Logan Hill: Hill had a very rough first half last year, getting demoted from Bradenton and struggling for a while at West Virginia. Right now, he’s one off the FSL lead in HRs with eight and he’s slugging .564. That’s accompanied, though, by whiffs in a third of his ABs, and he’s old for the level.

Casey Hughston: With the massive contact issues he had last year, I thought Hughston might have trouble batting .100 in the FSL. Instead, he’s got a line of 294/348/461. Since fanning eight times in his first three games, he’s been striking out in slightly less than a quarter of his ABs. He’s only got one HR and he still struggles with pitches on the outer half of the plate, but it’s really significant progress.

Kevin Krause: I can’t figure out what’s up with this guy. He didn’t play until the fourth game of the season, homered in his first two ABs and is now batting 304/381/643 (his SLG would lead the league if he qualified), but he’s still played in only a little over half the team’s games. His walk rate is good and his K rate is non-alarming. He’s old for the level -- he missed all of 2015 with Tommy John surgery and didn’t appear to be fully recovered last year — but the power seems to be real. I don’t get it.

Yunior Montero: Montero lost three years right off the beginning of his career because MLB kept voiding his contract due to inadequate documentation. He only throws about 91-94 mph, but apparently has a lot of movement, leading to a K/9 of 17.4 while pitching mainly in two-inning relief stints. He’s had command issues, but it’ll be interesting to see whether this goes anywhere.

Jacob Brentz: Brentz was another spring training surprise, as he started throwing in the upper-90s and has hit 100, which is pretty enticing for a lefty. It’s showing up in the numbers, as he’s allowed just one run and has a WHIP of 1.00 in 11 IP, with 16 Ks.

West Virginia

This is one of the stranger teams the system has had in a while. The lineup has been putting up runs, but it’s a very old one by South Atlantic League standards, so I’m skeptical whether any of the position players apart from Stephen Alemais can be considered prospects. There are some obscure pitchers who are very interesting, though.

Trae Arbet: After struggling for two years in rookie ball, Arbet put up big numbers at Bristol in 2015, then missed nearly all of last year due to a wrist injury. His K rate at Bristol was off the charts, so it was hard to see him as a prospect. (Trust me, a guy whiffing in a third of his ABs just isn’t going to make it.) This year, he has the K rate down to 25% and has a 307/369/564 line.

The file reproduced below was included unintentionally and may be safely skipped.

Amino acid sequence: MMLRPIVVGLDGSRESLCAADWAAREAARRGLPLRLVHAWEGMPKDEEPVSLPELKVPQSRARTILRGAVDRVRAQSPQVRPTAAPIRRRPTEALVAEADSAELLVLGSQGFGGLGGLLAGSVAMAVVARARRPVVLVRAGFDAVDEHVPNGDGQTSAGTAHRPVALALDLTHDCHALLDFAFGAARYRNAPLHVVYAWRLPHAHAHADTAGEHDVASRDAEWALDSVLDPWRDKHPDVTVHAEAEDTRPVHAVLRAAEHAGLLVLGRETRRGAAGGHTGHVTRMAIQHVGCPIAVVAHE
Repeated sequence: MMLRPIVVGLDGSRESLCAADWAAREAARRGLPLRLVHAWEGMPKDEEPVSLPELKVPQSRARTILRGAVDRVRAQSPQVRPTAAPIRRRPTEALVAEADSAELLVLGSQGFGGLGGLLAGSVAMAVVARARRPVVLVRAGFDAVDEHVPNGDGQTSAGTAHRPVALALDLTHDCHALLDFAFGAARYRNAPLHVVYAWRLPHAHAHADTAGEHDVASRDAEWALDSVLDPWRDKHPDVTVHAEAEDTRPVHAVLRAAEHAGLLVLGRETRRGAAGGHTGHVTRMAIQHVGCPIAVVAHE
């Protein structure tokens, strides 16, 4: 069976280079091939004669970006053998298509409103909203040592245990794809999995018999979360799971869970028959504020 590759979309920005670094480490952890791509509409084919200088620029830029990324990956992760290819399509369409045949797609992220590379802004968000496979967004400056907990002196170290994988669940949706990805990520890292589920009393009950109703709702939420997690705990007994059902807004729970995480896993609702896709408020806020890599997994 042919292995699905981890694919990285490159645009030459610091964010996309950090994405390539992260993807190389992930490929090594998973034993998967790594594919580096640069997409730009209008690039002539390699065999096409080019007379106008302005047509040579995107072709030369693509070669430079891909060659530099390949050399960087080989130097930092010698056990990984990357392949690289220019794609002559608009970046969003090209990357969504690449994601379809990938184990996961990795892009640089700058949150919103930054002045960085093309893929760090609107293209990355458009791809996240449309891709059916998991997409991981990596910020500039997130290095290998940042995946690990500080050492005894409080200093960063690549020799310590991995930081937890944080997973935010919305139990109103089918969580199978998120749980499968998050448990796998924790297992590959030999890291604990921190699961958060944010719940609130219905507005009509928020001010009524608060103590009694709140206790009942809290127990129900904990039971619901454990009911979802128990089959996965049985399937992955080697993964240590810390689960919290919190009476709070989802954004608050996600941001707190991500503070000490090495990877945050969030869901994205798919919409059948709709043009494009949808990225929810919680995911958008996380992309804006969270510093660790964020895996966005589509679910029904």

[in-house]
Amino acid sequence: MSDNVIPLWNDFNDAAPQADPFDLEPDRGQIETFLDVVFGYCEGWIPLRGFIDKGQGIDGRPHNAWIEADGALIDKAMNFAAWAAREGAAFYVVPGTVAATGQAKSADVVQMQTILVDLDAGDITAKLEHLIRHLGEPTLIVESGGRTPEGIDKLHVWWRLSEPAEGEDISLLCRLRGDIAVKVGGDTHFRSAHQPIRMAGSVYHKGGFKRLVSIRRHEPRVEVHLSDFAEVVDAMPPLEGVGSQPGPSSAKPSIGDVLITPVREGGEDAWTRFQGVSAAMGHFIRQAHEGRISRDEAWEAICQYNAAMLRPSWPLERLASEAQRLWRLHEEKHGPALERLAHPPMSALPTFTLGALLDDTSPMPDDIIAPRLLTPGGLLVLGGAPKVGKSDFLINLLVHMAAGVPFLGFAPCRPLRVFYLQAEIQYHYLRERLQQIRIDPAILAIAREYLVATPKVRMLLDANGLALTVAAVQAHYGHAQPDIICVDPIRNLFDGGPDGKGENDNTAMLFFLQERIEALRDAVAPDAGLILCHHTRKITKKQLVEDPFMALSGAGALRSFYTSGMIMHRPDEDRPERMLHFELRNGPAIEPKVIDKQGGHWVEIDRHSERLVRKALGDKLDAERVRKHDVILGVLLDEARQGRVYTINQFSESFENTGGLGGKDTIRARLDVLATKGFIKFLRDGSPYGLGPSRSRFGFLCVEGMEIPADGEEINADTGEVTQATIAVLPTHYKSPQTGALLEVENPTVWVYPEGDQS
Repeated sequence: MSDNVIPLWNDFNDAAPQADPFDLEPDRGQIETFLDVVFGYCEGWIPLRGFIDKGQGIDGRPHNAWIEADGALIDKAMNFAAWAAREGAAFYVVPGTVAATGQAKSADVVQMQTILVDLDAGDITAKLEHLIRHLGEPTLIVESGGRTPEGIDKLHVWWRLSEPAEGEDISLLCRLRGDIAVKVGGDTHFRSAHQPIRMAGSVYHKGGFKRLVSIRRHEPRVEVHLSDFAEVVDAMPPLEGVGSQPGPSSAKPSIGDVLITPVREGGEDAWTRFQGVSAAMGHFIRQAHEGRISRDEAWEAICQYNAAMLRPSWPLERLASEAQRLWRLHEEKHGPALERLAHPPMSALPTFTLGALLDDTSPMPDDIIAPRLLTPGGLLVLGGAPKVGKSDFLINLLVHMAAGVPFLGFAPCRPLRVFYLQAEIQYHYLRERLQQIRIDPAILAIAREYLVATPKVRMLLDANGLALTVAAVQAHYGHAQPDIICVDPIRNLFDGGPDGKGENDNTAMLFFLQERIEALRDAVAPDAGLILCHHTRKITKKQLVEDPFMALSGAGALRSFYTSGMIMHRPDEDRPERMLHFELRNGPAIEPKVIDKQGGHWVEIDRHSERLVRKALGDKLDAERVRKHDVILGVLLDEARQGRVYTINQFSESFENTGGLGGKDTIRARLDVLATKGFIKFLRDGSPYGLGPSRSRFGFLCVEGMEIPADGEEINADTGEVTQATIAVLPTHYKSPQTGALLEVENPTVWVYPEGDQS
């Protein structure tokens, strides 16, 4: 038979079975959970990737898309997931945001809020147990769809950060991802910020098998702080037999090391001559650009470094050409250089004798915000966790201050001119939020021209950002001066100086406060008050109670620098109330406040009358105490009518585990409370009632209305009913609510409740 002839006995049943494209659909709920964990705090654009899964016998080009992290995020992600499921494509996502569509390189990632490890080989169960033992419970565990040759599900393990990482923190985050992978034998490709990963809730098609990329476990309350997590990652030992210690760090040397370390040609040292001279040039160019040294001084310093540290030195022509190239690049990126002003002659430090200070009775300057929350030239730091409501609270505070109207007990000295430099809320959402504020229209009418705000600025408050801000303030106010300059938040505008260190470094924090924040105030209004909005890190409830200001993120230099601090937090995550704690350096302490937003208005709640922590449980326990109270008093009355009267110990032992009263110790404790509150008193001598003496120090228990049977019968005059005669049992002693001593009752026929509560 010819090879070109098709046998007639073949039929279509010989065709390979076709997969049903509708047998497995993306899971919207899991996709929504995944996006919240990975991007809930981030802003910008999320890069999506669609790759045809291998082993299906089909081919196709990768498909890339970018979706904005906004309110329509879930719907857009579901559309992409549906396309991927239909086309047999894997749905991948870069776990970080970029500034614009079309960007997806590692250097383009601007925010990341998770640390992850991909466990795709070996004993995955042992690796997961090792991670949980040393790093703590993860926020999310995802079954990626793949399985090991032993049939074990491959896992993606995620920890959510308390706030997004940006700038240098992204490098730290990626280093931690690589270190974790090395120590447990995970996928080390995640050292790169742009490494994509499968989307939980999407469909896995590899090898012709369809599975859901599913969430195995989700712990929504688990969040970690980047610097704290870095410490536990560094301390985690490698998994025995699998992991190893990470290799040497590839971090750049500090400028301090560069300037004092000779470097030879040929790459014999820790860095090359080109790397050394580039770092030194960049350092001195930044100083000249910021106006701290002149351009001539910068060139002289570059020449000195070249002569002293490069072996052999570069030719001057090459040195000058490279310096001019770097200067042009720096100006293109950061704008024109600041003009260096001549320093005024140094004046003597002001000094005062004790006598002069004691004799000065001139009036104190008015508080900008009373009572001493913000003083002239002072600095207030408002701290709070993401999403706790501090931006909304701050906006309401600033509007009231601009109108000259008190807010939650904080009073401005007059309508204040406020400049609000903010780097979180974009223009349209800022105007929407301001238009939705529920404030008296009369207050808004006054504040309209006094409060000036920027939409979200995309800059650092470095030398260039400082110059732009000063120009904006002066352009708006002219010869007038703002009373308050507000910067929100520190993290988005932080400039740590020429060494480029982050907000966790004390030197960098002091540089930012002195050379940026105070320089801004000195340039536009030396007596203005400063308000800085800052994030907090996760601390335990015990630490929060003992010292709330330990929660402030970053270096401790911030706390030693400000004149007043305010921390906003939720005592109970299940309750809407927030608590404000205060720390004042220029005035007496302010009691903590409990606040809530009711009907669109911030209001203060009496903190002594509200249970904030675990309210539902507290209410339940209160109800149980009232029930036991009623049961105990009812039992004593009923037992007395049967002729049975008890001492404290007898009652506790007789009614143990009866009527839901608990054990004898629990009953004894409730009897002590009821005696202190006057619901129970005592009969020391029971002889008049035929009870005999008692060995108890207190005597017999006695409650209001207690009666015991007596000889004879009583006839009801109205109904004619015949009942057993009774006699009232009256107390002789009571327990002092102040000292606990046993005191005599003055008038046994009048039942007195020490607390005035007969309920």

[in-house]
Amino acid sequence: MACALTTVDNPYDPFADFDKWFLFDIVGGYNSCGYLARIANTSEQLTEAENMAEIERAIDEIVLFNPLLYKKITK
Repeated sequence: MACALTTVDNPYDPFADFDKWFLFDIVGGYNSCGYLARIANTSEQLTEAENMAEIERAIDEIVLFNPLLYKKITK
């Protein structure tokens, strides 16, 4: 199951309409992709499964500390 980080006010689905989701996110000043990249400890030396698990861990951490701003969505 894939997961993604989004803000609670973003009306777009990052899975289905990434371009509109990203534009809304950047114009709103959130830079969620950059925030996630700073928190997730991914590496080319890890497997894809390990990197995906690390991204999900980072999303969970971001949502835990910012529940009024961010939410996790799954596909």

Ty Moore: Moore spent his second season in short season ball last year, which isn’t good for a college draftee, and opened this season in extended spring training. Injuries got him activated, though, and he’s now hitting 333/387/455 with solid plate discipline. But there’s the caveat about his age/level.

Matt Anderson: Anderson is a righty who has only average-ish stuff, but he has a tricky motion that made him a strikeout machine in college. I think his future will be in the bullpen, but the Pirates put him in the Power’s rotation, so he’s getting more innings. He’s had some control problems, but they’ve improved in his last few starts; in his last two times out, he’s walked just one and fanned 15 in 12 IP. Overall, he’s fanned 29 in 30 IP.

Oddy Nunez: Nunez is a lefty with good size who threw only around 87-88 mph until he started hitting 93 in camp this year. That got him moved up from the Gulf Coast League to the SAL, and also moved from the bullpen to the rotation. He is, however, on a pitch limit that appears to be 65, as he builds up his stamina. His 4.29 ERA doesn’t look so good, but that’s mainly the product of a bad first start and a second start in which his defense simply couldn’t catch anything. Literally — he allowed nine hits in three innings, when decent defense would have prevented all but maybe two. Even so, his WHIP is 1.19 and he’s been an extreme groundball pitcher. He’s definitely a guy to watch.

Eduardo Vera: Vera is a breaking-ball-heavy righty who impressed the Pirates enough in camp that they jumped him to low A from the GCL. He’s been pitching mainly in three-inning stints and has a 1.93 ERA, 0.86 WHIP and 9.6 K/9.